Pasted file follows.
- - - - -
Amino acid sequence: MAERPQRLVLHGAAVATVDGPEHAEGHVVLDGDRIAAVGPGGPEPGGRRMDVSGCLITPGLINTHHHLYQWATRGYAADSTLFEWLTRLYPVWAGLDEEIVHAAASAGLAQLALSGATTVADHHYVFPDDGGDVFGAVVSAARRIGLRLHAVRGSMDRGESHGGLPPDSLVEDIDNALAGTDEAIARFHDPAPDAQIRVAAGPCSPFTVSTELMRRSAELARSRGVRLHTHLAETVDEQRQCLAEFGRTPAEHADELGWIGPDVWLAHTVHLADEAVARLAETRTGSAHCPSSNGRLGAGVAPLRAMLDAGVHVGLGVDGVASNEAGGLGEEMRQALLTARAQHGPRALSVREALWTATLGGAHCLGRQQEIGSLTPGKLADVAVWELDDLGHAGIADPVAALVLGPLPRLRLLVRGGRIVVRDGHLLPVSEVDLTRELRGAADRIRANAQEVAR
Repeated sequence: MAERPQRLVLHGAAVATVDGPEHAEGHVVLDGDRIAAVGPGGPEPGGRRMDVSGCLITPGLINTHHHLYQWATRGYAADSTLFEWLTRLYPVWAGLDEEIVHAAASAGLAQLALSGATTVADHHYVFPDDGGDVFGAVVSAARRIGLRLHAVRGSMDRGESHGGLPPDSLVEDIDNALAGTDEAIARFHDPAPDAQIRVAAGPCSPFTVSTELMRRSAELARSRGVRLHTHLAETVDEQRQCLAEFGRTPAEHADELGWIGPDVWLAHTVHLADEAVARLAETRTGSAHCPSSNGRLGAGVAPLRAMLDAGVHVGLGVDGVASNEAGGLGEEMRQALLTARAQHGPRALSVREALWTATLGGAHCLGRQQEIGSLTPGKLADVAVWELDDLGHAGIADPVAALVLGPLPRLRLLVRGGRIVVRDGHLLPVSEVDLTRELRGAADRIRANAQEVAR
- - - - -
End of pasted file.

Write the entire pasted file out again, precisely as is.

Amino acid sequence: MAERPQRLVLHGAAVATVDGPEHAEGHVVLDGDRIAAVGPGGPEPGGRRMDVSGCLITPGLINTHHHLYQWATRGYAADSTLFEWLTRLYPVWAGLDEEIVHAAASAGLAQLALSGATTVADHHYVFPDDGGDVFGAVVSAARRIGLRLHAVRGSMDRGESHGGLPPDSLVEDIDNALAGTDEAIARFHDPAPDAQIRVAAGPCSPFTVSTELMRRSAELARSRGVRLHTHLAETVDEQRQCLAEFGRTPAEHADELGWIGPDVWLAHTVHLADEAVARLAETRTGSAHCPSSNGRLGAGVAPLRAMLDAGVHVGLGVDGVASNEAGGLGEEMRQALLTARAQHGPRALSVREALWTATLGGAHCLGRQQEIGSLTPGKLADVAVWELDDLGHAGIADPVAALVLGPLPRLRLLVRGGRIVVRDGHLLPVSEVDLTRELRGAADRIRANAQEVAR
Repeated sequence: MAERPQRLVLHGAAVATVDGPEHAEGHVVLDGDRIAAVGPGGPEPGGRRMDVSGCLITPGLINTHHHLYQWATRGYAADSTLFEWLTRLYPVWAGLDEEIVHAAASAGLAQLALSGATTVADHHYVFPDDGGDVFGAVVSAARRIGLRLHAVRGSMDRGESHGGLPPDSLVEDIDNALAGTDEAIARFHDPAPDAQIRVAAGPCSPFTVSTELMRRSAELARSRGVRLHTHLAETVDEQRQCLAEFGRTPAEHADELGWIGPDVWLAHTVHLADEAVARLAETRTGSAHCPSSNGRLGAGVAPLRAMLDAGVHVGLGVDGVASNEAGGLGEEMRQALLTARAQHGPRALSVREALWTATLGGAHCLGRQQEIGSLTPGKLADVAVWELDDLGHAGIADPVAALVLGPLPRLRLLVRGGRIVVRDGHLLPVSEVDLTRELRGAADRIRANAQEVAR